Remembering that there are many types of online courses, many disciplines, different delivery methods as well as different types of online learners, here are techniques you can use to increase learner engagement in your online course.
Set clear instructions
“I had absolutely no idea of what I had to do apart from submit a final assessment by the end date.”
People tend to be cautious if they’re not quite sure what they have to do. Include clear and timely information on what they need to do, why they have to do it, and what type of outcome to expect. The marking/grading criteria needs to be clearly stated and accessible at all times.
Make sure that the learner knows how to navigate the course by providing simple navigation information prior to the formal start of the course.
Build in opportunities for communication
“Quite by accident I found out that there were other students studying the same online course at the same time as me … I bumped into one of them in the uni coffee shop.”
Make personal contact with the learner at the beginning of the course as well as at key stages throughout the course. Contact can be in the form of a welcoming email, a personal message or even a friendly phone call.
Consider including an ‘ice-breaker’ activity at the start of the course. Ice-breakers are especially important in the online environment because the social interaction typically found in a face-to-face environment is not readily available. Use the technologies available to you to include ice-breaker activities such as personal introductions, sharing of information and experiences, online games and puzzles. This type of activity also gives the learner the opportunity to practice using some of the tools prior to starting the ‘guts’ of their course.
Build in opportunities for interaction at regular intervals throughout the course. Provide learners with the opportunity to communicate and interact with each other by using tools such as chat and discussion forums. These interactions can be included for pure social contact between course participants or structured in such a way that they contribute to part of the overall course assessment.
“Text, text, text and more text! You might as well have sent me the course in the post!”
Activity design is all about how the learner applies or interacts with the course content. The focus is on getting the learner to use and engage with the course content in a variety of ways that enhance their learning experience.
Consider using different types of activities such as:
- Case studies
- Scenarios – branching activities
- Problem solving activities
- Synchronous and asynchronous activities – chat sessions and discussion forums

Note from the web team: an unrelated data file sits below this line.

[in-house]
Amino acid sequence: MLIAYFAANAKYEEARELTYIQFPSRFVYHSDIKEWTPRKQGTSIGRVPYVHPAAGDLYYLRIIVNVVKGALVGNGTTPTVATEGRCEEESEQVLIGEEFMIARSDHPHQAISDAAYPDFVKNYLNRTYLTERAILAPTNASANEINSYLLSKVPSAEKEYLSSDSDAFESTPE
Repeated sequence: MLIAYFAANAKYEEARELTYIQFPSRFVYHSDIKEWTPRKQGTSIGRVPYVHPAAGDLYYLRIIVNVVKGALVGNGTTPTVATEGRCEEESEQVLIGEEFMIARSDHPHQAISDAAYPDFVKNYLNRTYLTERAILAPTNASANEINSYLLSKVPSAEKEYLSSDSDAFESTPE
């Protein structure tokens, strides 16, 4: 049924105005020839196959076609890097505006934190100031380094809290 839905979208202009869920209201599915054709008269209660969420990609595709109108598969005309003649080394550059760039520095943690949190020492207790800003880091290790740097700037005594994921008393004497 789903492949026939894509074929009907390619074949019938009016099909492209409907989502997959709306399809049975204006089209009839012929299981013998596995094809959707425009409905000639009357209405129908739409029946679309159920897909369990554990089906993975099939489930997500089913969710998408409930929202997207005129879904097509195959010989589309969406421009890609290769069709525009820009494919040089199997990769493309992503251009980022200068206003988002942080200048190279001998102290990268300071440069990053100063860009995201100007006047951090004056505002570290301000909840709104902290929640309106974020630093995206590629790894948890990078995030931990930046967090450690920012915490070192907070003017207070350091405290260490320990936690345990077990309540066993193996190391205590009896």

- Sharing of work to the group and/or instructor
- Group work / collaboration
- Opportunities to give and receive feedback
- Opportunities for self evaluation
Control the pace and flow of information
“Each section took me so long to complete. It was one hard slog!”
Break your content into chunks and give the learner time to process the information before moving onto the next section. Material should be presented logically, but learners should be able to move around freely.
Consider using learning techniques and activities such as reflection, discussions, chats, etc. Build these into key points of your learning objects/content.
“It was like being in one of those websites that made it to the top 10 worst websites list.”
People are attracted to things that look interesting. Your goal is to pull the learner into the course first by capturing their attention and then by creating a learning environment that is both relevant to the content and engaging to their senses.
Determine the look and feel of your course. A visually appealing course can give the message to the learner that what they are doing is important and worth their time.
Consider ways in which you can present the text information in a more visual format such as diagrams, charts, symbols, and icons. The simple use of graphics and icons can indicate activity types eg ‘Read’, ‘Discuss’, ‘Reflect’, ‘Test’.
Reward your learner
“What reward? My reward was finishing the course and never having to go online again!”
Rewards don’t have to be tangible items; they can be timed challenges, reaching a certain level of achievement, earning points or badges, or simple things like affirmation and encouragement from an instructor.
Build in feedback
“I had no idea how I was going – no feedback from the lecturer, not even a simple ‘Well done’ at the end of the course.”
Feedback needs to be done in a manner that is appropriate. It is important to create a learning environment where the learner can safely fail or make mistakes, where they can be challenged and engaged in the learning process.
Feedback can be built-in automatically using the quiz functionality in Moodle. Individualised and more personal feedback can also come through the instructor.
Identify key points in the course and provide opportunities for self-assessment. Make it easy for the learner to be able to contact you.
Future posts …
Learning management systems are becoming popular in schools with teachers putting up ‘content’ and creating ‘courses’. But … did anyone bother to ask the students how they want to use the LMS? What is the ideal online learning environment for a typical high school student? The ‘Brightcookie kids’ will share their thoughts and ideas with you!